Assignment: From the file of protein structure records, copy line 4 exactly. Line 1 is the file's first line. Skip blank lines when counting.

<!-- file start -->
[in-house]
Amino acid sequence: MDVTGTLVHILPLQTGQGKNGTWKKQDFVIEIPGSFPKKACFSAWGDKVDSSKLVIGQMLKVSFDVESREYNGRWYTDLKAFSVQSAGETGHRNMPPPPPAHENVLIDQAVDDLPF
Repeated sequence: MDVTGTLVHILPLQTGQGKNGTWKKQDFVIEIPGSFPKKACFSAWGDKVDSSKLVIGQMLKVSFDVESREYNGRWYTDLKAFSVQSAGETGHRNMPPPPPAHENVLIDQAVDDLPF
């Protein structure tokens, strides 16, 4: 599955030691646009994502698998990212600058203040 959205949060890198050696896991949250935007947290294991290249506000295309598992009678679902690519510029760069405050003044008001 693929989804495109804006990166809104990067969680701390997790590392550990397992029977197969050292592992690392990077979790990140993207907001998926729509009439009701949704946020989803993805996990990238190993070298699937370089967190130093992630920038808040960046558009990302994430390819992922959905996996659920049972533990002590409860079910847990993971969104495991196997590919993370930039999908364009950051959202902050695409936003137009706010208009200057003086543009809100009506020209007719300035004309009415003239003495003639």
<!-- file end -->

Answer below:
């Protein structure tokens, strides 16, 4: 599955030691646009994502698998990212600058203040 959205949060890198050696896991949250935007947290294991290249506000295309598992009678679902690519510029760069405050003044008001 693929989804495109804006990166809104990067969680701390997790590392550990397992029977197969050292592992690392990077979790990140993207907001998926729509009439009701949704946020989803993805996990990238190993070298699937370089967190130093992630920038808040960046558009990302994430390819992922959905996996659920049972533990002590409860079910847990993971969104495991196997590919993370930039999908364009950051959202902050695409936003137009706010208009200057003086543009809100009506020209007719300035004309009415003239003495003639």